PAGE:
Six Last Thoughts from Charlotte
1. When I react to Obama’s speech as I did, most people who defend the speech jump to the conclusion that I wanted aught-eight-style rhetorical loft. Not so. That would have been inappropriate. True, I wanted some thematic clarity, but that’s different; that doesn’t have to be lofty. For example: Middle-class economics vs. trickle-down economics. Those of you who’ve been reading me for a while know that I think this is a winner. I was excited when Obama started to develop this theme back in that Kansas speech in 2011 but wrote many times that he needed to keep at it, and I expressed frustration that the theme seemed to drift in and out of his speeches.
You know how many times he mentioned the middle class last night? Twice. Twice! What was that about? So that’s number one. Number two, and to me the far bigger disappointment: Quite to the contrary of loft, I wanted facts facts facts facts. As I wrote last night, you beat liars with facts. The speech was just vague.
2. The Democrats own foreign policy for now. Who’d have thought that? And John Kerry gave a terrific speech! If the delegates were at all uncomfortable with the bin Laden jingoism, they sure didn’t show it.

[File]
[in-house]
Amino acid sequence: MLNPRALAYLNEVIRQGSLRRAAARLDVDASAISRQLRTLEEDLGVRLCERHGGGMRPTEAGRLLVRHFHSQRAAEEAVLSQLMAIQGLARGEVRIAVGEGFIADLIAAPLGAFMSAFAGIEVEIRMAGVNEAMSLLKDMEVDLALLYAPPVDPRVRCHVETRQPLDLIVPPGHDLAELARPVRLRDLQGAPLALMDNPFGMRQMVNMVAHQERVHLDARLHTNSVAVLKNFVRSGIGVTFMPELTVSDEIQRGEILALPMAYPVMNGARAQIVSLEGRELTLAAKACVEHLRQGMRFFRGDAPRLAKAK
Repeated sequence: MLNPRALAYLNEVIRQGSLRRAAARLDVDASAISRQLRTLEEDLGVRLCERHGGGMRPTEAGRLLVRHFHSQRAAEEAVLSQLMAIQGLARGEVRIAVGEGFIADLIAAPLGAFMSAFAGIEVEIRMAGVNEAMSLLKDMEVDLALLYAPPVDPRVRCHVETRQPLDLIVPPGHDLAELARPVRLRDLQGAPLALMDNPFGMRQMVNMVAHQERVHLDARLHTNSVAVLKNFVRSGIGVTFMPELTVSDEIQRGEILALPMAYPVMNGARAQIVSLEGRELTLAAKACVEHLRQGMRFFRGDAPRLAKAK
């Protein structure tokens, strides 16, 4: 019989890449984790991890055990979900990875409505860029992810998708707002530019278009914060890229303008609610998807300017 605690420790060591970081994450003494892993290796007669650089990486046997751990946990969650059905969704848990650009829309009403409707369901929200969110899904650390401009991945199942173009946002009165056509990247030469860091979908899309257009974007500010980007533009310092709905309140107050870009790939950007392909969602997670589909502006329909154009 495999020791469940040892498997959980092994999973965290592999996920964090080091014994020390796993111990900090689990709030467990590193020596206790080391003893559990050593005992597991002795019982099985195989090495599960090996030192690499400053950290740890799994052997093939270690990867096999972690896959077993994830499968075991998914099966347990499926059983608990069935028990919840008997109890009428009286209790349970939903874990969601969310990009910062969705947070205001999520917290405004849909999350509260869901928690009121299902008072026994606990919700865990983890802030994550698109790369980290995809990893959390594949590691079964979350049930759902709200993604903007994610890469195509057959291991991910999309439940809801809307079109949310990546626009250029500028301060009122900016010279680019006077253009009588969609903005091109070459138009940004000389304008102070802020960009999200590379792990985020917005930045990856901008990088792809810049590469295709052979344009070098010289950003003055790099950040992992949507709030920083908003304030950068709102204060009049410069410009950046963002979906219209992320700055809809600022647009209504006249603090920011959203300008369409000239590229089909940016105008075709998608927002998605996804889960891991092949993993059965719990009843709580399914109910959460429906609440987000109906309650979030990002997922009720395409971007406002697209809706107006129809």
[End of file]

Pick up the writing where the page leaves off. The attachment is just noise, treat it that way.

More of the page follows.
3. Apropos nothing, yesterday afternoon, I watched Richard Nixon’s and George McGovern’s 1972 acceptance speeches. Go to YouTube and have a look at those or others. They were lousy by today’s standards. The style of speechmaking has changed dramatically from something stentorian and slightly remote to something that now needs to be much more humanizing and emotional. For better and worse, I guess. And imagine this: The conventions that year were six weeks apart!
4. What did Sarah Palin mean by saying that Kerry “diminished himself by even mentioning my name”?
5. Romney ad blitz starts today, but not in Pennsylvania, Michigan, and, da-dum, Wisconsin. I wouldn’t necessarily conclude from this, as Chuck Todd did on the twitters, that they’ve thrown in the towel on those states. I’d reckon there are contingency plans such that if they look gettable, they’ll start spending there. But it probably does reflect their sense of reality about now. How many of you were trying to tell me that Ryan’s presence meant they’d win Wisconsin?
6. The jobs report is lousy. It has something for both sides politically—Romney can use the 96,000 jobs number, but Obama can use the fact that unemployment dropped from 8.3 percent to 8.1 percent (but that’s chiefly because the labor force participation rate shrank). But the June and July payrolls were also revised downward. Overall it’s a crappy report. And Obama knew the numbers last night. Maybe the speech wasn’t very good because they had to do a lot of rewriting after they heard these numbers.
And with that, I’m driving home. Will try to post once more toward the end of the day.